Those who do not wish to speak should be allowed a different form of expression.  In such groups where the members find it difficult to express their inner emotions, one can give out all sorts of objects and have them say a few words that also connect to the object (examples of word-provoking objects: a Tanakh, a flag, a picture of teenagers, etc.)  Each one talking in his/her turn must be given the feeling that what s/he expresses is important for all to hear, even if the content is harsh or crude.  Let us not forget that they have all just experienced the taking of another person’s life, which is the ultimate evil manifested.


The educator must listen with great attentiveness, thank each of the speakers in turn and quiet down those who disrupt the discussion circle.  But as this is going on, it is imperative that the teacher think all the while how to piece it all together and sum-up what has happened.  It is crucial that this summing-up is done from a place of respect, and be “on the same page” as what was expressed by the speakers.

Furthermore, it is important to say explicitly that we do not always have the answers to all the questions, but that does not mean there is no room for questions, even the toughest of questions.  There are plenty of examples in our own Jewish sources, throughout the centuries – from the Tanakh, through the Talmud, the writings of the Middle Ages and up to modern times – where people have stood up to God in defiance and have expressed their claims, following events of great complexity.  It is possible, and even desirable, to bring one such story to the group discussion.


As Jews, we believe in the power of prayer, and that the person who prays stands before his/her Creator, expressing to Him thoughts and words that are sincere, and often times very harsh.  We also believe that God listens even if we do not always get exactly what we ask for in our prayer.

From my own experience, it is best to give out to the students little pieces of paper and ask them to each write a little note to God expressing what they wish for.  They get to keep the notes when they are done.  This can be followed by the recital of Tehillim, and a special prayer for the injured (Mi Sheberach).  Then allow a few moments for the recital of personal silent prayers.  This is a very powerful experience, which can be extremely difficult emotionally, so it is important to pay attention to each and every one.


This is the more difficult part of the educational process.  When it comes to such awful shooting massacres, one usually reverts to the question of gun control.  On the other hand, it is also a well-known fact that restrictions placed on the sale of alcohol created a huge black market, and the same can happen with firearms.  Placing restrictions may be the right thing to do, but it is not the root of the matter.

At the core of issue there is another question altogether:  when a person feels his/her sense of power has been undermined, what borders would s/he cross, or not, in terms of behavior?  What does the predominant culture say about taking justice into one’s own hands?  Why do people tend to honor, and even admire, a person who goes out on a revenge spree after s/he or his/her family have been hurt?  Are such people not committing a crime after all?!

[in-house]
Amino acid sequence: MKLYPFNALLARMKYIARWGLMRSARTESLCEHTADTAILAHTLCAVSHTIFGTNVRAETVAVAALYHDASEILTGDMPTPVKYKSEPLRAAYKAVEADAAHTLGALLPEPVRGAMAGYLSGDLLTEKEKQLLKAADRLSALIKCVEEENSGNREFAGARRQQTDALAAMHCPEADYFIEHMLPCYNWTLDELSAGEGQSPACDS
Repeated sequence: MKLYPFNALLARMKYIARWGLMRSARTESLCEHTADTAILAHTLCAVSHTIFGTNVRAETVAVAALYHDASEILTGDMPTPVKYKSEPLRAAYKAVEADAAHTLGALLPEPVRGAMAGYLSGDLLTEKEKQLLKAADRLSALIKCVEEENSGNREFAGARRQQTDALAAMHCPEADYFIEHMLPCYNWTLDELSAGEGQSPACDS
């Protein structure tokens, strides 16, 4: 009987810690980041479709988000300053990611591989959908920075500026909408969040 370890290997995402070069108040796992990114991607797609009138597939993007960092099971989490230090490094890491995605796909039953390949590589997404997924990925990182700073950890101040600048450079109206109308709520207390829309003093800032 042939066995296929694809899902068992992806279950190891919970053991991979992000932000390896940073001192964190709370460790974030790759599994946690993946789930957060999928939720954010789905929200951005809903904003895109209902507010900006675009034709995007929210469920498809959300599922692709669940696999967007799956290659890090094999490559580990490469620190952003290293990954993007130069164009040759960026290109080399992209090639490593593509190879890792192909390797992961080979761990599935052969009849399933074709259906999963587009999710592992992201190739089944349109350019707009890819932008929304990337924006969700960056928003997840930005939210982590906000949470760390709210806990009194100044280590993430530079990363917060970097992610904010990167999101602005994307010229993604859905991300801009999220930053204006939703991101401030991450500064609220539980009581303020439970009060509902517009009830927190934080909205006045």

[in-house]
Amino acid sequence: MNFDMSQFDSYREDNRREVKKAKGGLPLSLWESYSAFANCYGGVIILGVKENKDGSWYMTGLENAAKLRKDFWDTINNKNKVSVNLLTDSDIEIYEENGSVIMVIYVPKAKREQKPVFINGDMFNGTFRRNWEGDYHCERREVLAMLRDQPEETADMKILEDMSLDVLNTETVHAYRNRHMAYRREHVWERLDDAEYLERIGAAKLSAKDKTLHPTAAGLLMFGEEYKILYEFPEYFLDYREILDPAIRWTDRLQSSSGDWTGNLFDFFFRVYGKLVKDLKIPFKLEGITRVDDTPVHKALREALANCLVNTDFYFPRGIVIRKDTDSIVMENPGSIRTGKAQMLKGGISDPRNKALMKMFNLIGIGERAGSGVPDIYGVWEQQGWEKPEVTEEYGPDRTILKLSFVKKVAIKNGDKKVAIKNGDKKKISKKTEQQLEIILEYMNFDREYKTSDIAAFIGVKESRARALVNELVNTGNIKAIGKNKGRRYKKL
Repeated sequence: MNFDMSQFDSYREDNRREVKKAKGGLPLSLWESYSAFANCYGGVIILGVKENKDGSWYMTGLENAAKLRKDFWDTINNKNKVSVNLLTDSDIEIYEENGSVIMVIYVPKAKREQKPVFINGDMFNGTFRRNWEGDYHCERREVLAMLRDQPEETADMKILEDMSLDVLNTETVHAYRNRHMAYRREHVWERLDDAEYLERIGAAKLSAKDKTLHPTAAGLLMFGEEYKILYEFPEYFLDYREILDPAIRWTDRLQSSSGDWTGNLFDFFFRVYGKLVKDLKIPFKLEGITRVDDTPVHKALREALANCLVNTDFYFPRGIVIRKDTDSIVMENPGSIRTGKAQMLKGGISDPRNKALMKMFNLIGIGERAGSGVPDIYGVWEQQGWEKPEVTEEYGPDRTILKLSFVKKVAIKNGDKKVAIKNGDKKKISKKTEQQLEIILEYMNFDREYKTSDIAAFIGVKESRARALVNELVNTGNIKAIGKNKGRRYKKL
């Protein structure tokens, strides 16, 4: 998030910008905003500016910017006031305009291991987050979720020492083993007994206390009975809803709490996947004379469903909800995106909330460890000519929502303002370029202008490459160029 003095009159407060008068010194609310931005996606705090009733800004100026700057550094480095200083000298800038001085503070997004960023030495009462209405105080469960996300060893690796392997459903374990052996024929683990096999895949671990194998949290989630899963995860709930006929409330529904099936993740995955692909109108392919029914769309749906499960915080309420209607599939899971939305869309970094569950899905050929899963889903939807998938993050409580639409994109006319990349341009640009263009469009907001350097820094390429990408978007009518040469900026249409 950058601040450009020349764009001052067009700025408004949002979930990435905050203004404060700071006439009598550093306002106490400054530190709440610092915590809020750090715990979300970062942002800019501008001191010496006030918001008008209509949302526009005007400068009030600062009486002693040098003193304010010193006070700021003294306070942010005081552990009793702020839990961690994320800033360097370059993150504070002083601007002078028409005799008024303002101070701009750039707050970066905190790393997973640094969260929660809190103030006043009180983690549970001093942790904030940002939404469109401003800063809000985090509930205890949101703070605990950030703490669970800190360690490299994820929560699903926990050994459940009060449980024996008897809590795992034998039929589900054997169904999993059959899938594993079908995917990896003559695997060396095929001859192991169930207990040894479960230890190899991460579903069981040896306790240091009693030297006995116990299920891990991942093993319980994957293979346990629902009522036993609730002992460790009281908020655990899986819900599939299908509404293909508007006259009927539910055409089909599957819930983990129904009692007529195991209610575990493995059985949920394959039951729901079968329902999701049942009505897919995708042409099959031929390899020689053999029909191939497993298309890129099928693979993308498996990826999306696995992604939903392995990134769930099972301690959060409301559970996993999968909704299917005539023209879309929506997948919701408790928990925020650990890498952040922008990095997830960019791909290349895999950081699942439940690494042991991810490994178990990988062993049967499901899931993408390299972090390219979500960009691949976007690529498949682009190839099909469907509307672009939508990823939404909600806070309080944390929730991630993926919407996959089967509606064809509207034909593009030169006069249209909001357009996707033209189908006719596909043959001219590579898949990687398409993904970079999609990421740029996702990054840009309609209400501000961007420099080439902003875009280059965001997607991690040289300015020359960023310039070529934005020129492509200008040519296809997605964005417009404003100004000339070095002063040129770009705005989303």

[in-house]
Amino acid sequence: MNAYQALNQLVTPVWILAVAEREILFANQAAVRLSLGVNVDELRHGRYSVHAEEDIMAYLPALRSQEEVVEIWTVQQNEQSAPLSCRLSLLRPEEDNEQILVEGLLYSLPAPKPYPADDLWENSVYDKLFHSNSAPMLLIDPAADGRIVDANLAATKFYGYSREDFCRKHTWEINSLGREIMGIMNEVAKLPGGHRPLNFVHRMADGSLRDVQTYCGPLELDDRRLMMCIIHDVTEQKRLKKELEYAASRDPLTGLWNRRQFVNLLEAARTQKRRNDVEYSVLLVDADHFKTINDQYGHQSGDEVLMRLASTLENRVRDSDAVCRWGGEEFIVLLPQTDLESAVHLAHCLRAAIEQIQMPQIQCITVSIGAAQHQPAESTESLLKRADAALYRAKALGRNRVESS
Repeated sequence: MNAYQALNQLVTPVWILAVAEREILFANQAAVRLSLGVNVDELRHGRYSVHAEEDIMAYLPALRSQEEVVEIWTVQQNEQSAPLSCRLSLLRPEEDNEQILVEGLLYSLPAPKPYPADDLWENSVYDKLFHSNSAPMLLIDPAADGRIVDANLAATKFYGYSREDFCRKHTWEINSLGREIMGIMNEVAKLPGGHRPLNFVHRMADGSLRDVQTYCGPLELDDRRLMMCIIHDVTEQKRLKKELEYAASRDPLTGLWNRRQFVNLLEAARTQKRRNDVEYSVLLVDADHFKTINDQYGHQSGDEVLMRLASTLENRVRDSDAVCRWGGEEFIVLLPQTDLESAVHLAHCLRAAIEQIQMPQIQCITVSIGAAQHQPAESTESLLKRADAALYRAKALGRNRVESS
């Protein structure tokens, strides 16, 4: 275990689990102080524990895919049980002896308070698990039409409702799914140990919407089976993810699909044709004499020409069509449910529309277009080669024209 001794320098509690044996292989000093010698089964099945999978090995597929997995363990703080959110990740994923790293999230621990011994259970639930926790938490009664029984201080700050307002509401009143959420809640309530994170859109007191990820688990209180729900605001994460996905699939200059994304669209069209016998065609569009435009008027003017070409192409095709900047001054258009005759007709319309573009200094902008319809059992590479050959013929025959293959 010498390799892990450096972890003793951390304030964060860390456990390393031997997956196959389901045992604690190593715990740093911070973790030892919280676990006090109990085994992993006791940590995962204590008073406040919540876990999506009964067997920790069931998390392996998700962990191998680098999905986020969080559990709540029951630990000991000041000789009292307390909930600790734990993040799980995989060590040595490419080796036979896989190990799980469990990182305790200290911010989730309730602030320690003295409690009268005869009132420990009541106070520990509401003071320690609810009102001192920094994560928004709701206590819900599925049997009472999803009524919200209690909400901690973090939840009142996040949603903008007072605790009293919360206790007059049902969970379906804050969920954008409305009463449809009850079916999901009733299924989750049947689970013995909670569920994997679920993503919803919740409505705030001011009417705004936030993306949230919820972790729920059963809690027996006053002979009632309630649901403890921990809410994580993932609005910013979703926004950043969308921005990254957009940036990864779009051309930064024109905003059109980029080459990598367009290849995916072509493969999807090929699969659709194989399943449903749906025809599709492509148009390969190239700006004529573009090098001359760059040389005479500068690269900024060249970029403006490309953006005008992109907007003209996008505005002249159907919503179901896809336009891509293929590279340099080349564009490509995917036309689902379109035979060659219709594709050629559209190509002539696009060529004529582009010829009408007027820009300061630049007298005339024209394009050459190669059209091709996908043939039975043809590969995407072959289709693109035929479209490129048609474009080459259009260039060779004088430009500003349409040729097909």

All of these questions have one fundamental answer:  a primal sense of justice makes people see things in black and white and divide the world into “good guys” and “bad guys”. This is where the educator must speak out unequivocally and say that while justice is a good thing, seeing the world in black and white and dividing up people into “good guys” and “bad guys” can be a bad thing. When such an approach is taken to extreme, we see a nineteen-year-old pick up a gun and murder innocent teenagers and adults.

And now, with great caution and care, let us return to where we began.


It is difficult to imagine a life of co-existence when I perceive those around me as enemies.  In a war-stricken world, where people are mainly concerned with who is right and how one contends with those who are wrong, the concept of peace often seems unattractive.

Notwithstanding the above, we belong to a religion that teaches us that all human-beings are sons of Adam, without any exception.  Recognizing the intrinsic good present in every person does not mean we consent to every action performed by every person.

The Divine code of ethics expressed in the Torah and that reverberate in the words of our Sages guides us so that we do not lose the vision embodied in the verse, “every man is beloved for he was created in the image of God”. At the same time, we dare not forget that there are people who deserve “the four different types of deaths imposed by the Beit Din”.

This is an opportunity to learn that the ultimate vision and aspiration is “and the wolf shall dwell with the lamb”, without letting go of the intermediate need to fight against evil.  All this requires profound dialogue. But as was stated earlier, we are a nation of educators who believe in educational processes, and these processes are the way to achieving full redemption and Tikkun Olam (repairing the world).

Rabbi Ronen Ben-David is Principal of OTS’s Neveh Channah High School for Girls, in Memory of Anna Ehrman.